INVESTING in a movie sounds like fun, more fun than, say, investing in a book. And if you’d put some money into Chariots of Fire, your reward in the 1980s would have been life-changing. If you backed any of thousands of other films, your reward might be homelessness.
A possibly less hit-or-miss way to become a mini — well, supermini — mogul is offered by crowd-funding, an internet update of the Victorian era’s subscription concept: the public pay in advance of the particular creation’s going on sale.
Actor-director Alexandra Boyd and producer Jon Pettigrew (above) have a good idea inspired by an East End true story of poverty, war, redemption, boxing, romance and, of course, class, all tied to that legendary slice of land, Hackney Marshes, site of the London 2012 Olympics. But did you know that locals used to call the area The Wilderness, which is the name of Boyd’s proposed fiction film?
First, she has to make a five-minute trailer to take to the Cannes Film Festival, where she hopes to attract the £12 million needed for the 90-minute feature. For the short, she needs £50,000, hence the resort to Kickstarter. It will be go ahead, say Boyd and Pettigrew, only if at least £50,000 is pledged by Sunday 21 April 2013 afternoon.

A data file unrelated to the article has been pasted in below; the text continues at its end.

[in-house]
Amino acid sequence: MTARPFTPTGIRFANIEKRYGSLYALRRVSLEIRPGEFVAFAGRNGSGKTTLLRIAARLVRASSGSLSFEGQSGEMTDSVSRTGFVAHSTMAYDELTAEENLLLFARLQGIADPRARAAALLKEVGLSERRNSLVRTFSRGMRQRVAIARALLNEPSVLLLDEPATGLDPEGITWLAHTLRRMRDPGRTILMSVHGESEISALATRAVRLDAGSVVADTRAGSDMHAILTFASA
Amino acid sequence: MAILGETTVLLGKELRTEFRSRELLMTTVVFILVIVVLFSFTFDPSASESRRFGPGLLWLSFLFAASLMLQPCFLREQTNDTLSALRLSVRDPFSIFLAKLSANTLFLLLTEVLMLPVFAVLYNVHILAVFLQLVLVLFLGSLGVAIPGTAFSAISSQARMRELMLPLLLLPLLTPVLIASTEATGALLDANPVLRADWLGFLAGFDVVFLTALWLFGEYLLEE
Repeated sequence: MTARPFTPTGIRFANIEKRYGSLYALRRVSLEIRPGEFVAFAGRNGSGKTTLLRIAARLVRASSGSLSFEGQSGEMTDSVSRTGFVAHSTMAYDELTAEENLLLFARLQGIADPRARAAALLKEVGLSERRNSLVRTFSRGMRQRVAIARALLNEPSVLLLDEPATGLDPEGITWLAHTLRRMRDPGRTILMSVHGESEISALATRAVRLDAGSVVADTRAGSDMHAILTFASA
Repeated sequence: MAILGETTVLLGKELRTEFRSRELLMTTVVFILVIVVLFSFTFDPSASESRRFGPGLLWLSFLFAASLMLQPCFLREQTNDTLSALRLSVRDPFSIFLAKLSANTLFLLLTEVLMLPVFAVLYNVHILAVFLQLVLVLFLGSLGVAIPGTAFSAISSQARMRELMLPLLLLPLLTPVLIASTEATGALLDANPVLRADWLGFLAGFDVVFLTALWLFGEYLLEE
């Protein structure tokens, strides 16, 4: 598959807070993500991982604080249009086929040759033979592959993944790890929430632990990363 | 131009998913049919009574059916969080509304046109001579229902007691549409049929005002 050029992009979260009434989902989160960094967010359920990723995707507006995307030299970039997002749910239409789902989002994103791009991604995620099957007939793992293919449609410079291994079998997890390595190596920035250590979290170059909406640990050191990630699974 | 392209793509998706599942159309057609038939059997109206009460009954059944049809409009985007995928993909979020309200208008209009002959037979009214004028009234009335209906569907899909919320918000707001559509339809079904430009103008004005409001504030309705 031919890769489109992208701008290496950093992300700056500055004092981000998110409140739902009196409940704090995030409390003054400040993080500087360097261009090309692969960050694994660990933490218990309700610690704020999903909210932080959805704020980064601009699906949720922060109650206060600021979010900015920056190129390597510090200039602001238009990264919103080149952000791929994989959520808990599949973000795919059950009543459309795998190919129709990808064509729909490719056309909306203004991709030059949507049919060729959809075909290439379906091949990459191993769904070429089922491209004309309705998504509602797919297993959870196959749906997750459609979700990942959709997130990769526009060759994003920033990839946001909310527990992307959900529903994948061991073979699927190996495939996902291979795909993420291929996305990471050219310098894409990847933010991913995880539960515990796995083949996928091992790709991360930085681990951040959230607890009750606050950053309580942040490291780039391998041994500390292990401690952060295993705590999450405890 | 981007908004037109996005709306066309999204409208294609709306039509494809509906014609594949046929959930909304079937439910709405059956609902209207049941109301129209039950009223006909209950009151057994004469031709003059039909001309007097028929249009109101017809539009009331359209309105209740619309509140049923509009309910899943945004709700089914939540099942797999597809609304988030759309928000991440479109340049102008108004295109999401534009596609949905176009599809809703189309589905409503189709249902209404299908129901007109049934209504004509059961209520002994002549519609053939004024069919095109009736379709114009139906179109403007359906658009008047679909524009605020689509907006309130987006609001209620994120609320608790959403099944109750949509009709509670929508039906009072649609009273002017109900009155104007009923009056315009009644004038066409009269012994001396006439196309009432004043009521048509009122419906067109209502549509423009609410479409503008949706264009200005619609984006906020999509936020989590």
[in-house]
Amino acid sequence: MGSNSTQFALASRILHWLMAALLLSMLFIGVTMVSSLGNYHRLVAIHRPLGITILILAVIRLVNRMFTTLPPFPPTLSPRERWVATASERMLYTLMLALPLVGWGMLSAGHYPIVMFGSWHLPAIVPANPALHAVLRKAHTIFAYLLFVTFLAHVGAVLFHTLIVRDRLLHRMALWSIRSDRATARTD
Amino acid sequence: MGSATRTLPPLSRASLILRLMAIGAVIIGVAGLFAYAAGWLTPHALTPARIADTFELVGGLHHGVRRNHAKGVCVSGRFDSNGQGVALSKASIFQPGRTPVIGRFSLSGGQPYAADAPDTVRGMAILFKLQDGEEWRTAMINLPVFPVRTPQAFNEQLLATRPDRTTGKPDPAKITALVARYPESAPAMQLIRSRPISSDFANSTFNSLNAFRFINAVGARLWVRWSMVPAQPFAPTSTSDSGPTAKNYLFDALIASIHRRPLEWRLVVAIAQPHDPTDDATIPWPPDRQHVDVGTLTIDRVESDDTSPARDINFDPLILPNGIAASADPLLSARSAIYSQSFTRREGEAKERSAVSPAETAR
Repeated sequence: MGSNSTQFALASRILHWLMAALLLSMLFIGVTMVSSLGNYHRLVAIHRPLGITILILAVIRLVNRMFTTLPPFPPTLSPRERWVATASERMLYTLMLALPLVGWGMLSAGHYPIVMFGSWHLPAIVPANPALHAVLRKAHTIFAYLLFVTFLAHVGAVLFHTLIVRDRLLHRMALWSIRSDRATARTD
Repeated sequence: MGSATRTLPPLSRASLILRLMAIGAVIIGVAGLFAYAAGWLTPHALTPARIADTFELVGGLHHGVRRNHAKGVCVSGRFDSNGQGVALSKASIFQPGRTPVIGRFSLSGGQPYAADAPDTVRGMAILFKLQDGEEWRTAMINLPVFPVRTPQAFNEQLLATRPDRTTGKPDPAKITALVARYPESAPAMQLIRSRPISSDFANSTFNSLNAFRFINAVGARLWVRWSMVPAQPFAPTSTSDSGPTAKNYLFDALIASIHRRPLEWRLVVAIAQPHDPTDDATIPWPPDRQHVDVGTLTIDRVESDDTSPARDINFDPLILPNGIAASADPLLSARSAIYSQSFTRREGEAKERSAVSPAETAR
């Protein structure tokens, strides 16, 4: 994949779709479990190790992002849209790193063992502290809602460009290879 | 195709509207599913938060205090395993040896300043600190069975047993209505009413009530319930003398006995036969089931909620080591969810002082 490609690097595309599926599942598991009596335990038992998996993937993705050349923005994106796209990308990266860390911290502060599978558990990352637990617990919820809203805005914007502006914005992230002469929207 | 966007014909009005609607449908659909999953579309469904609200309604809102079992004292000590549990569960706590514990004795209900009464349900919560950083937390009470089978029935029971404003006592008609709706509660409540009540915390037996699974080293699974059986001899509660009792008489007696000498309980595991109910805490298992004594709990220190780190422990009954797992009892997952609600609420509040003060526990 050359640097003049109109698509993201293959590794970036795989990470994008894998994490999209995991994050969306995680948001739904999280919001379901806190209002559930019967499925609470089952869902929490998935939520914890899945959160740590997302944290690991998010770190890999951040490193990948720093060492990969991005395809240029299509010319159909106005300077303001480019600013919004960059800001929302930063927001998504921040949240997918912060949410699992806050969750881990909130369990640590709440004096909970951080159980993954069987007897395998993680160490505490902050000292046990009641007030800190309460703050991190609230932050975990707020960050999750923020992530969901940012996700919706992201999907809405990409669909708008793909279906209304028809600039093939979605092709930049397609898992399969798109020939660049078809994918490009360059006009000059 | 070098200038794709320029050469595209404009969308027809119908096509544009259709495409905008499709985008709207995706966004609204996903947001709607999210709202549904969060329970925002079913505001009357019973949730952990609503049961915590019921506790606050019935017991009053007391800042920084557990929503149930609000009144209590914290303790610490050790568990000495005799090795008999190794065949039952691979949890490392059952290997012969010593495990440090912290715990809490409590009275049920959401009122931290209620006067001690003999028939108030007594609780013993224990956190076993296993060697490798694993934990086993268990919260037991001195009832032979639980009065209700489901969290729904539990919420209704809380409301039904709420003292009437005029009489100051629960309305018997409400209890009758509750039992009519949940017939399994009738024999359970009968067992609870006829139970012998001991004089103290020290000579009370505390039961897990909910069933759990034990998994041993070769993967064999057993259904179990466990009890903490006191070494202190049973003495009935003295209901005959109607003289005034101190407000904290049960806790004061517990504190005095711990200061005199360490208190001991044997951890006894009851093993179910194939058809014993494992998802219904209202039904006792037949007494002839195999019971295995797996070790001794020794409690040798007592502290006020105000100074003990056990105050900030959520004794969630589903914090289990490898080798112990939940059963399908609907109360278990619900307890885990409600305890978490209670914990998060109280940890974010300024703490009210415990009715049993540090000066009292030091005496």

Press the hyperlink to find out what you’d get for coughing up some money: £5, eg, gives you an early preview of the film, due for release in late 2014; £300 gets a meal with Boyd, and £2,000 a co-producer credit on the film (IMDB immortality).
At some stage, Boyd and Pettigrew will have to name the signing the big or at least biggish-name actor or two that every movie needs.
If the project later gets the big-money backing it seeks, you can be part of that backing, with all the risks and potential profits inevitably involved in being a showbiz-style angel.
One of the first Kickstarter investors, Nirueshan “Nish” Murugesu, of Wembley, told Loving Dalston he had kick(starter)ed in £50, not just for the promised rewards but because he liked the subject. “It’s good,” he said, “to be involved in something like this, something from the East End.”
* Emboldened underscored words in most cases indicate a hyperlink. If a link does not work, it is probably because the site to which the URL refers has not been maintained.